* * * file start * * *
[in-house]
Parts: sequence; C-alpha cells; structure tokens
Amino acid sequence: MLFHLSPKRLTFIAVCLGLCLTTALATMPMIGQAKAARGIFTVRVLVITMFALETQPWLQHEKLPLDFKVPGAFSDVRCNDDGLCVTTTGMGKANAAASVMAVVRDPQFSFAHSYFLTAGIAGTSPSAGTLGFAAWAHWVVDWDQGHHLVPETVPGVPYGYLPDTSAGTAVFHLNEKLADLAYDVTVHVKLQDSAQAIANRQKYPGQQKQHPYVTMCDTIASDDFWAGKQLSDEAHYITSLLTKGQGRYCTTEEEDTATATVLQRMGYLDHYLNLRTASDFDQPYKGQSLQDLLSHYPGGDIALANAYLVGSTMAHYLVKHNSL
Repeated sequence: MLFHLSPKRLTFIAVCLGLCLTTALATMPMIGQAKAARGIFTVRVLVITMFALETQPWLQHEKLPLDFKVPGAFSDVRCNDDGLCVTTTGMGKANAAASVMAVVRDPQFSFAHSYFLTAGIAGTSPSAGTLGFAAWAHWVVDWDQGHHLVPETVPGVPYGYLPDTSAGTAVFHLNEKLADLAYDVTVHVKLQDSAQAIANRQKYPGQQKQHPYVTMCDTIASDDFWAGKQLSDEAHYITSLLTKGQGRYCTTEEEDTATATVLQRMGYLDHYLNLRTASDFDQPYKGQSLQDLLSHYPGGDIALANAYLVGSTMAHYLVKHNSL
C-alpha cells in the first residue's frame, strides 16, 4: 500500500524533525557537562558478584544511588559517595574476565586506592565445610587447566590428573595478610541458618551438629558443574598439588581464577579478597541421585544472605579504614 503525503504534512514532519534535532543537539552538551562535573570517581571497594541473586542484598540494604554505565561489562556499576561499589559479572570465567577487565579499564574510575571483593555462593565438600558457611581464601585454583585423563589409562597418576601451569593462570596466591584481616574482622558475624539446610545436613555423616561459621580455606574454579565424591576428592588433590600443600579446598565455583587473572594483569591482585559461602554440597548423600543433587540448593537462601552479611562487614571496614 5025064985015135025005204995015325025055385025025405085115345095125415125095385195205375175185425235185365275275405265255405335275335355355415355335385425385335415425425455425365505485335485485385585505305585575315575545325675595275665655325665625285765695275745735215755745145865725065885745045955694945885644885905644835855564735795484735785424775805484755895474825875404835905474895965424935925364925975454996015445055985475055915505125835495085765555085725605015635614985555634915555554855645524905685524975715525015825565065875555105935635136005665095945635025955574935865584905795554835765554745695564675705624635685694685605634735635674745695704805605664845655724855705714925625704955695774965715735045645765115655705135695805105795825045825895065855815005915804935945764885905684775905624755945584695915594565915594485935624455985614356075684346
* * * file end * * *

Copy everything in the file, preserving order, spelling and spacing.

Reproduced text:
[in-house]
Parts: sequence; C-alpha cells; structure tokens
Amino acid sequence: MLFHLSPKRLTFIAVCLGLCLTTALATMPMIGQAKAARGIFTVRVLVITMFALETQPWLQHEKLPLDFKVPGAFSDVRCNDDGLCVTTTGMGKANAAASVMAVVRDPQFSFAHSYFLTAGIAGTSPSAGTLGFAAWAHWVVDWDQGHHLVPETVPGVPYGYLPDTSAGTAVFHLNEKLADLAYDVTVHVKLQDSAQAIANRQKYPGQQKQHPYVTMCDTIASDDFWAGKQLSDEAHYITSLLTKGQGRYCTTEEEDTATATVLQRMGYLDHYLNLRTASDFDQPYKGQSLQDLLSHYPGGDIALANAYLVGSTMAHYLVKHNSL
Repeated sequence: MLFHLSPKRLTFIAVCLGLCLTTALATMPMIGQAKAARGIFTVRVLVITMFALETQPWLQHEKLPLDFKVPGAFSDVRCNDDGLCVTTTGMGKANAAASVMAVVRDPQFSFAHSYFLTAGIAGTSPSAGTLGFAAWAHWVVDWDQGHHLVPETVPGVPYGYLPDTSAGTAVFHLNEKLADLAYDVTVHVKLQDSAQAIANRQKYPGQQKQHPYVTMCDTIASDDFWAGKQLSDEAHYITSLLTKGQGRYCTTEEEDTATATVLQRMGYLDHYLNLRTASDFDQPYKGQSLQDLLSHYPGGDIALANAYLVGSTMAHYLVKHNSL
C-alpha cells in the first residue's frame, strides 16, 4: 500500500524533525557537562558478584544511588559517595574476565586506592565445610587447566590428573595478610541458618551438629558443574598439588581464577579478597541421585544472605579504614 503525503504534512514532519534535532543537539552538551562535573570517581571497594541473586542484598540494604554505565561489562556499576561499589559479572570465567577487565579499564574510575571483593555462593565438600558457611581464601585454583585423563589409562597418576601451569593462570596466591584481616574482622558475624539446610545436613555423616561459621580455606574454579565424591576428592588433590600443600579446598565455583587473572594483569591482585559461602554440597548423600543433587540448593537462601552479611562487614571496614 5025064985015135025005204995015325025055385025025405085115345095125415125095385195205375175185425235185365275275405265255405335275335355355415355335385425385335415425425455425365505485335485485385585505305585575315575545325675595275665655325665625285765695275745735215755745145865725065885745045955694945885644885905644835855564735795484735785424775805484755895474825875404835905474895965424935925364925975454996015445055985475055915505125835495085765555085725605015635614985555634915555554855645524905685524975715525015825565065875555105935635136005665095945635025955574935865584905795554835765554745695564675705624635685694685605634735635674745695704805605664845655724855705714925625704955695774965715735045645765115655705135695805105795825045825895065855815005915804935945764885905684775905624755945584695915594565915594485935624455985614356075684346